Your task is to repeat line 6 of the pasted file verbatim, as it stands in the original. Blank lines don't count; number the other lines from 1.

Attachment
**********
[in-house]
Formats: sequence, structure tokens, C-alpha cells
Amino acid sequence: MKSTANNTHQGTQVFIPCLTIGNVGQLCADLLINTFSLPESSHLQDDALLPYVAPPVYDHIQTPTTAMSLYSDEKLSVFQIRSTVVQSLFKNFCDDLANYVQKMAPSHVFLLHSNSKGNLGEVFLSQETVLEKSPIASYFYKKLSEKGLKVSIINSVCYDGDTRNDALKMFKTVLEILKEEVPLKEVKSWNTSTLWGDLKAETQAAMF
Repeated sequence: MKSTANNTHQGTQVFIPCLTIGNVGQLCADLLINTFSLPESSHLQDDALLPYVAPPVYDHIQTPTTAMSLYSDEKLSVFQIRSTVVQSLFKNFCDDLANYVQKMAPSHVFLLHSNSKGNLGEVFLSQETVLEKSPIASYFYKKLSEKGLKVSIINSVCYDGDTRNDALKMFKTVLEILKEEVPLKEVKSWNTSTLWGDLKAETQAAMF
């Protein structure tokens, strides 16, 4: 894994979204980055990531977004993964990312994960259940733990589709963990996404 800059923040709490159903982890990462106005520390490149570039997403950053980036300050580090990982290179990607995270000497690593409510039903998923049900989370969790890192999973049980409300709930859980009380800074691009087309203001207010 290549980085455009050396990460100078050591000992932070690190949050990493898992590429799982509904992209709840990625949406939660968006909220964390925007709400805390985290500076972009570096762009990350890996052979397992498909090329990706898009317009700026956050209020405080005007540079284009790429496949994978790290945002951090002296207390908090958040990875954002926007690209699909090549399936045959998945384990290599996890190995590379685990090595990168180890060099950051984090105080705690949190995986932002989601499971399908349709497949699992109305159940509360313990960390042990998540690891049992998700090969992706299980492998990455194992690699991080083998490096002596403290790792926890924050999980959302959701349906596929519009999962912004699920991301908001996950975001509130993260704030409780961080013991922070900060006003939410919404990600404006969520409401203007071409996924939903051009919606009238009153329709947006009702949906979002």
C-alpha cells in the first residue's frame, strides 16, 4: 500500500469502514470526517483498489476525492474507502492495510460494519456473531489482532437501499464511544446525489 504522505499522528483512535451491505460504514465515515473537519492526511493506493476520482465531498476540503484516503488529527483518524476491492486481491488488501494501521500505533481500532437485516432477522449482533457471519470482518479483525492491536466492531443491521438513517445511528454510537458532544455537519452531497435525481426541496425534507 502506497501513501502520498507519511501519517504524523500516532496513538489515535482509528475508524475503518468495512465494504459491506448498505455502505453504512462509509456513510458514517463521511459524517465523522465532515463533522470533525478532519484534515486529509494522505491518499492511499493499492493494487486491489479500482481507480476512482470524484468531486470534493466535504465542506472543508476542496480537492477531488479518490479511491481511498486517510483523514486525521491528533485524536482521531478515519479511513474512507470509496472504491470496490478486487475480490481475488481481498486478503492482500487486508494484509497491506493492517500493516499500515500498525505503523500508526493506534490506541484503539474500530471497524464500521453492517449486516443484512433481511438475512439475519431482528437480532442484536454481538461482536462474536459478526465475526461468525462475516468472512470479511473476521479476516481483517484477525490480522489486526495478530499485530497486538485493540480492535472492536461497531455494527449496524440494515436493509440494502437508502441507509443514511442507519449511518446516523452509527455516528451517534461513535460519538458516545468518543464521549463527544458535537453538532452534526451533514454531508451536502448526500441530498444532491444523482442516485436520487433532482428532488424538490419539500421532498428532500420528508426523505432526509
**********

C-alpha cells in the first residue's frame, strides 16, 4: 500500500469502514470526517483498489476525492474507502492495510460494519456473531489482532437501499464511544446525489 504522505499522528483512535451491505460504514465515515473537519492526511493506493476520482465531498476540503484516503488529527483518524476491492486481491488488501494501521500505533481500532437485516432477522449482533457471519470482518479483525492491536466492531443491521438513517445511528454510537458532544455537519452531497435525481426541496425534507 502506497501513501502520498507519511501519517504524523500516532496513538489515535482509528475508524475503518468495512465494504459491506448498505455502505453504512462509509456513510458514517463521511459524517465523522465532515463533522470533525478532519484534515486529509494522505491518499492511499493499492493494487486491489479500482481507480476512482470524484468531486470534493466535504465542506472543508476542496480537492477531488479518490479511491481511498486517510483523514486525521491528533485524536482521531478515519479511513474512507470509496472504491470496490478486487475480490481475488481481498486478503492482500487486508494484509497491506493492517500493516499500515500498525505503523500508526493506534490506541484503539474500530471497524464500521453492517449486516443484512433481511438475512439475519431482528437480532442484536454481538461482536462474536459478526465475526461468525462475516468472512470479511473476521479476516481483517484477525490480522489486526495478530499485530497486538485493540480492535472492536461497531455494527449496524440494515436493509440494502437508502441507509443514511442507519449511518446516523452509527455516528451517534461513535460519538458516545468518543464521549463527544458535537453538532452534526451533514454531508451536502448526500441530498444532491444523482442516485436520487433532482428532488424538490419539500421532498428532500420528508426523505432526509